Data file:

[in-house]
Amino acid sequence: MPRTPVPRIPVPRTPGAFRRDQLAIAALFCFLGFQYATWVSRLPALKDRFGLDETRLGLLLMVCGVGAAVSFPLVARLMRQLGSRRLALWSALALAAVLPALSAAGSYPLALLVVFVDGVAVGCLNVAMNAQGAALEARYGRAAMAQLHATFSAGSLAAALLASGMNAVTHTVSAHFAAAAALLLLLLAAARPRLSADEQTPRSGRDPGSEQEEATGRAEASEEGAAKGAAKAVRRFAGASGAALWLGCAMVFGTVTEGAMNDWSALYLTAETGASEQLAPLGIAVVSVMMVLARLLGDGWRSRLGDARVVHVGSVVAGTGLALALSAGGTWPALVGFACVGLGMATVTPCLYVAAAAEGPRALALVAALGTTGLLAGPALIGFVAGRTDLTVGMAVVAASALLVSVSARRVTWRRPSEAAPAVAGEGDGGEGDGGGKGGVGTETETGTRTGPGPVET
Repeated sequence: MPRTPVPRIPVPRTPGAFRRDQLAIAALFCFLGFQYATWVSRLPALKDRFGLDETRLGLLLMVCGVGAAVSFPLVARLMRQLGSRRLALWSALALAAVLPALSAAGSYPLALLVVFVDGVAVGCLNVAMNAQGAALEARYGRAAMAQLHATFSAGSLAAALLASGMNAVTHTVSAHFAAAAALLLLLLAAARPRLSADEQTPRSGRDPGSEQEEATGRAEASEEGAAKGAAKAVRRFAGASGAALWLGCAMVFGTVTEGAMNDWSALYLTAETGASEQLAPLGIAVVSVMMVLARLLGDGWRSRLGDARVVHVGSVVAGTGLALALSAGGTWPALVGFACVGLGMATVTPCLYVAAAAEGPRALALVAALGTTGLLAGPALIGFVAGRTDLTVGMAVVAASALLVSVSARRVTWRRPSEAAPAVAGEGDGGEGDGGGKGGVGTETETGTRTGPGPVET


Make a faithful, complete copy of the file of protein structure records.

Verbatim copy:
[in-house]
Amino acid sequence: MPRTPVPRIPVPRTPGAFRRDQLAIAALFCFLGFQYATWVSRLPALKDRFGLDETRLGLLLMVCGVGAAVSFPLVARLMRQLGSRRLALWSALALAAVLPALSAAGSYPLALLVVFVDGVAVGCLNVAMNAQGAALEARYGRAAMAQLHATFSAGSLAAALLASGMNAVTHTVSAHFAAAAALLLLLLAAARPRLSADEQTPRSGRDPGSEQEEATGRAEASEEGAAKGAAKAVRRFAGASGAALWLGCAMVFGTVTEGAMNDWSALYLTAETGASEQLAPLGIAVVSVMMVLARLLGDGWRSRLGDARVVHVGSVVAGTGLALALSAGGTWPALVGFACVGLGMATVTPCLYVAAAAEGPRALALVAALGTTGLLAGPALIGFVAGRTDLTVGMAVVAASALLVSVSARRVTWRRPSEAAPAVAGEGDGGEGDGGGKGGVGTETETGTRTGPGPVET
Repeated sequence: MPRTPVPRIPVPRTPGAFRRDQLAIAALFCFLGFQYATWVSRLPALKDRFGLDETRLGLLLMVCGVGAAVSFPLVARLMRQLGSRRLALWSALALAAVLPALSAAGSYPLALLVVFVDGVAVGCLNVAMNAQGAALEARYGRAAMAQLHATFSAGSLAAALLASGMNAVTHTVSAHFAAAAALLLLLLAAARPRLSADEQTPRSGRDPGSEQEEATGRAEASEEGAAKGAAKAVRRFAGASGAALWLGCAMVFGTVTEGAMNDWSALYLTAETGASEQLAPLGIAVVSVMMVLARLLGDGWRSRLGDARVVHVGSVVAGTGLALALSAGGTWPALVGFACVGLGMATVTPCLYVAAAAEGPRALALVAALGTTGLLAGPALIGFVAGRTDLTVGMAVVAASALLVSVSARRVTWRRPSEAAPAVAGEGDGGEGDGGGKGGVGTETETGTRTGPGPVET